Paul comes up against his own hard and unyielding realities in the same way. Gabriel Byrne’s hewn face, its paleness a chiaroscuro against the darkness of the office walls, is the center, the anchor and harbor, of the actions set in motion around his character. All the twists and folds of what moves around Paul are registered in his face and in the movement of his hands, whether they gesture outward or knit together “in steepled comity,” as a friend put it. As we watch his face and gestures, we come to understand how these shoving, pulsing lives push on the Paul character, and quicken or forbear his responding. Well, I thought, the writers got that right.
To this extent In Treatment approaches the heart of what it is to be a psychotherapist. As we register Paul’s empathic nod or smile or gesture, session after session, we develop a gathering sense of what all this responsiveness and/or forbearance costs. The picture builds up, the palimpsest of what this patient or that patient writes and overwrites onto the pulpy layers of Paul’s motives and desires. He’s caught in the thick of it, this business of being human—the insufferable risk of making one’s way in a world perceived imperfectly, with a self perceived imperfectly in a dark mirror.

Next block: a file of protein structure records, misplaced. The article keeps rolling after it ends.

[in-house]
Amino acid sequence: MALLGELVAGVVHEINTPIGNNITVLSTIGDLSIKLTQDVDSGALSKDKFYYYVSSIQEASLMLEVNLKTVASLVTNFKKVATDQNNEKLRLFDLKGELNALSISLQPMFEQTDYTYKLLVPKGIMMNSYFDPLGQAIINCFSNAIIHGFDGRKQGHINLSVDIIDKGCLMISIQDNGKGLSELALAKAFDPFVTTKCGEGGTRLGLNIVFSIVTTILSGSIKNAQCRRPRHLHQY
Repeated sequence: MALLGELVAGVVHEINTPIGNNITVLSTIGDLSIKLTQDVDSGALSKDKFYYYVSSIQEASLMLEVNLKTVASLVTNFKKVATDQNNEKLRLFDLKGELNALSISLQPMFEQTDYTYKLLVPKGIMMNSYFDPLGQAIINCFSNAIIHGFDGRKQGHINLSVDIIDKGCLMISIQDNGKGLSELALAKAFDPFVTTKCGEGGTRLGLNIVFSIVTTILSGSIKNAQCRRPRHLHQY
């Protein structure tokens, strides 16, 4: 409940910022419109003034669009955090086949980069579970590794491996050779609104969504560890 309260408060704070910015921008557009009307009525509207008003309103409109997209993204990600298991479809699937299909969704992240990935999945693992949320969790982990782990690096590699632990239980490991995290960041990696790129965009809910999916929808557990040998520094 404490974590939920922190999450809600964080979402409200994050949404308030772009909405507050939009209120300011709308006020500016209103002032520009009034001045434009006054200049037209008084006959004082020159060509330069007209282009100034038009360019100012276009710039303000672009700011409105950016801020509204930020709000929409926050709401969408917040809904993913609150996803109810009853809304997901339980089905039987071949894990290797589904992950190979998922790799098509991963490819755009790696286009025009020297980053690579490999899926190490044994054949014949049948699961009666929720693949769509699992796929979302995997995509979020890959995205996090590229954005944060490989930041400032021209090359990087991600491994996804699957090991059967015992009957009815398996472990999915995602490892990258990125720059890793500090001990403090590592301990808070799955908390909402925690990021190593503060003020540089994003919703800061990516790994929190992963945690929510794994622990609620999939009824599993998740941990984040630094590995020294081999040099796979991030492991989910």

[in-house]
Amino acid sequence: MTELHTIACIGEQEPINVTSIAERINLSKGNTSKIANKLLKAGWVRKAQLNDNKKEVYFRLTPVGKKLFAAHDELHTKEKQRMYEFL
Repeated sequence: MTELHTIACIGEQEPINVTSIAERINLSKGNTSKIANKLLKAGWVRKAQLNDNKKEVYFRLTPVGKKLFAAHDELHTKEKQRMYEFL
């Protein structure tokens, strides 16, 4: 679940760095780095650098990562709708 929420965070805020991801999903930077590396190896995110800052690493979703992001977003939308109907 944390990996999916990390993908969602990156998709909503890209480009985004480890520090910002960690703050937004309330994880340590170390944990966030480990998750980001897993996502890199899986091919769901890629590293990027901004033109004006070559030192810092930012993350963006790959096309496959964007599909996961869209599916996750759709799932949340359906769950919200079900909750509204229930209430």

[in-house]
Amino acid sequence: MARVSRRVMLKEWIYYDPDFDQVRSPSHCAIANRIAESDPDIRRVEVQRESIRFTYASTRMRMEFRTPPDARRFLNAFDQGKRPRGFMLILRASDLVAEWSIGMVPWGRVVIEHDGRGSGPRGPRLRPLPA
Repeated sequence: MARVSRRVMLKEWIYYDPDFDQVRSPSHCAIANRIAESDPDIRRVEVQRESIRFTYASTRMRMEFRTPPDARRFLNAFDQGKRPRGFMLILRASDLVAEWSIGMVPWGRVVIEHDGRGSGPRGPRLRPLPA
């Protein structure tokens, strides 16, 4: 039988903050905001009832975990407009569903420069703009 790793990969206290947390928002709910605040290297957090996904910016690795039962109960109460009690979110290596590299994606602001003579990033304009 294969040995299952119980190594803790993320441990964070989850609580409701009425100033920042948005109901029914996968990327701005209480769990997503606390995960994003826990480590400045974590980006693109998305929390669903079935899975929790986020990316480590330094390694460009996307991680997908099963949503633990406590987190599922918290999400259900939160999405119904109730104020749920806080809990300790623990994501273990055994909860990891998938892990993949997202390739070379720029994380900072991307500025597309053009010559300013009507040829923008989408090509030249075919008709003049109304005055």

The Therapist as Oedipus
In one scene, Jake and Amy, the married couple, are fighting again in Paul’s office, when Amy abruptly rises and rushes into the bathroom. After one of the few jumps in the continuous time of each 30-minute show, we next see Paul alone in his office, looking with dismay at his sofa. It seems Amy has had a miscarriage, the couple has rushed off to a hospital, and there’s blood on the sofa.
Paul bellows for Kate to come help, and as she ministers cleaning solution to the besmirched sofa, the two fall into their own argument, until Kate blurts out that she’s having an affair. She’s tough and unyielding; Paul’s retaliatory entreaties don’t engage her. He asks her to leave, but now there’s movement outside the French doors: someone has arrived.
Paul gathers up the cleaning supplies and hurriedly tidies up the office. He collects himself and opens the door to the next patient, a man who rushes in, barely looking at him while removing his jacket and announcing as he settles on the sofa that he’s dreamed of “Becca” again.